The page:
• The Saracen is the master trope of alterity in English literature of the Middle Ages.
    No matter how traumatising it can be, perception of otherness is a foundational
    prerequisite for identity formation. Edward Said credibly argues that human cultures
    “spin out a dialectic of self and other, the subject ‘I’ who is native, authentic, at home,
    and the object ‘it’ or ‘you,’ who is foreign, perhaps threatening, different, out there”
    (After the Last Sky, 40). There is no escape from alterity, but, as Said lucidly explains,
    representation of the Other is usually skewed because it “operates as representations
    usually do, for a purpose, according to a tendency, in a specific historical, intellectual,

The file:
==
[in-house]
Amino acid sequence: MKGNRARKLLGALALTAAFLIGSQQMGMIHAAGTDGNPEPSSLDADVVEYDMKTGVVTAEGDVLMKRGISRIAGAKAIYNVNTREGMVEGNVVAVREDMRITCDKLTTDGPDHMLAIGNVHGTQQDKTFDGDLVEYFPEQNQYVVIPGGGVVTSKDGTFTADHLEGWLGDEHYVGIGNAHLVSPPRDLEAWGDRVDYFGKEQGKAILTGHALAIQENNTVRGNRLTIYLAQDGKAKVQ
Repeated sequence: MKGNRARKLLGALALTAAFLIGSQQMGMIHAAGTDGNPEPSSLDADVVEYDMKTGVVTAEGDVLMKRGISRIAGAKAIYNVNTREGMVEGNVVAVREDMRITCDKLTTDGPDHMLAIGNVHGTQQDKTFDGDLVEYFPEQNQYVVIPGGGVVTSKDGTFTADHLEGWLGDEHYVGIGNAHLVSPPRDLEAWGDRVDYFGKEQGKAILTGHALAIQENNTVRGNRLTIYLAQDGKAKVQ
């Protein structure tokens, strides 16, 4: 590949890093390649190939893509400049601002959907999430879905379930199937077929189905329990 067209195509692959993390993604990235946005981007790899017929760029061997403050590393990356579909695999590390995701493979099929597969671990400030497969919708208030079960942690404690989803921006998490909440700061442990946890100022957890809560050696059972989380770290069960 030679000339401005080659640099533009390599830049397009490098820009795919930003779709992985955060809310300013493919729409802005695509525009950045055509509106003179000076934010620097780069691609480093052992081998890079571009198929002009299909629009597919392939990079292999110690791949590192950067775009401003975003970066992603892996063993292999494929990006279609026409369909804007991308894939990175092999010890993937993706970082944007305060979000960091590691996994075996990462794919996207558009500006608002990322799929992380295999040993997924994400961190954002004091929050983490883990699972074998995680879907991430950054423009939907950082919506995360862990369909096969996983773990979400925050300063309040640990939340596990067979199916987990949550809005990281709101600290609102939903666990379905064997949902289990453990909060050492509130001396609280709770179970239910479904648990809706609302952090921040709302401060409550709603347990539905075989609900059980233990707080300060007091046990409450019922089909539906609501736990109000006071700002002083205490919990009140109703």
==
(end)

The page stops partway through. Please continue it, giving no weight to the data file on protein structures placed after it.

and even economic setting” (Orientalism 273). From this analytic stance, I contend
    that the religious expediencies of “racial purity” and “racial apartness” (Goldberg 72)
    in late Medieval British culture bracketed the normality of the Saracen body and made
    it a paradigm of deviancy against which the standardised morphology of the Christian
    was validated. Radical sequestration of racialised adequacy distanced the ethnically
    marked Saracens from the sphere of normalised humanity and represented them
    negatively to demarcate a fictive borderline between Christians and non-Christians.
    My purpose is to show that the alterity of the Saracen was not a fixed construct, but a
    fluid concept which was variably deployed or withdrawn depending on the failure or
    success of religious investment in the normalisation of the Other.